The worst part about this whole dilemma is that it’s not just having to deal with these type of thoughts, but also the feelings that come along with it. Heart racing, feeling like your breathing went from a good ten to a solid three. The emptiness at the pit of your stomach because you know that if you make just one mistake you will never let that go. The feeling that so much weight was added onto your back and you can not hold yourself up any longer.

The textbook definition of anxiety is a feeling of worry, nervousness, or unease, typically about an imminent event or something with an uncertain outcome. My personal definition of is the feeling of being trapped in an endless wormhole of fear, stress, and isolation. Anxiety, a seven letter word, three vowels, four consonants- how can a simple seven letter word have so much meaning and cause so much damage to a person? You want to break out of this prison. You want to be like others, confident and unafraid. But something just pulls you back.

It was a lot worse for me as a kid. I was bullied and teased a lot when I was younger. I feel like that was the main reason I struggled with anxiety so much as a kid and even today.

And it definitely doesn’t help a person’s anxiety to constantly deal with negative people or events happening, the pressure of succeeding in school, money and payments, work, friends and family. Everything that I stress about, worry about and fear the most all combining into one bullet ready to aim and hit me at time I need it the least. Sometimes I wish I could just make time stop so that I could have a chance to sit down, take a moment to myself and know that everything will be okay, even if it is just for that moment.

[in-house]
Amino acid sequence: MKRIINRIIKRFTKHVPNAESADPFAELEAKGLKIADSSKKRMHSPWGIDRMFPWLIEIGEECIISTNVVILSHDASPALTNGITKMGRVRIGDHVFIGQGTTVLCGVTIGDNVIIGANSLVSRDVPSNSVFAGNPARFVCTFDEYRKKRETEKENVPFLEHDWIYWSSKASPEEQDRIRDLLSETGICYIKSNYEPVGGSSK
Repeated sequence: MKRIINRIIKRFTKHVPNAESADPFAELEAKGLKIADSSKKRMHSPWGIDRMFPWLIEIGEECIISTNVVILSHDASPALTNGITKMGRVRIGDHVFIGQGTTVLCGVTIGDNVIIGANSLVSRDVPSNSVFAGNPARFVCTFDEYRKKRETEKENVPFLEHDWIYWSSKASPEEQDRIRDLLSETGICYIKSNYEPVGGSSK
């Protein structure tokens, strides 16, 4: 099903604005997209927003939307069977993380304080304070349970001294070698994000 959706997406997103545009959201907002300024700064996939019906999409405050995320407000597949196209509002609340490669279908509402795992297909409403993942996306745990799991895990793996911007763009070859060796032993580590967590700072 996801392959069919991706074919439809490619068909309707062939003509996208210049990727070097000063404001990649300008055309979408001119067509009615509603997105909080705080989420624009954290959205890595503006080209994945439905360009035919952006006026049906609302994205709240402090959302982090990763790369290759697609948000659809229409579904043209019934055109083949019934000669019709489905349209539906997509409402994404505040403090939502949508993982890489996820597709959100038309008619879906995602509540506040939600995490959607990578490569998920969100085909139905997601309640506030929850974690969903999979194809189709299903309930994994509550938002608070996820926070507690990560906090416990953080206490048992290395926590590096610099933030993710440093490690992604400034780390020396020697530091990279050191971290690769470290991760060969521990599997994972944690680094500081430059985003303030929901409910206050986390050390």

But as we all know, stopping time is very unrealistic and will never happen. So then how can I make things easier for myself?

The one thing that I hear from everyone who offers me advice regardless of the topic is just talk to someone about it. But what happens when the person you most wanted to tell your personal problems to, the person- wait, not person, people – what happens when the people you most want to tell your life struggles to refuse to believe that anything you say is true?

My anxiety and stress levels were going through the roof. I wouldn’t eat because I would lose my appetite, I couldn’t sleep because I had work and school going on. I couldn’t think straight; all I wanted to do when I was at work or school completing my daily tasks was to run out the door, find an isolated area, sit down, and cry. I couldn’t deal with anything. It got to the point where I would have so much anxiety that I would start shaking because I had too much going on in my life.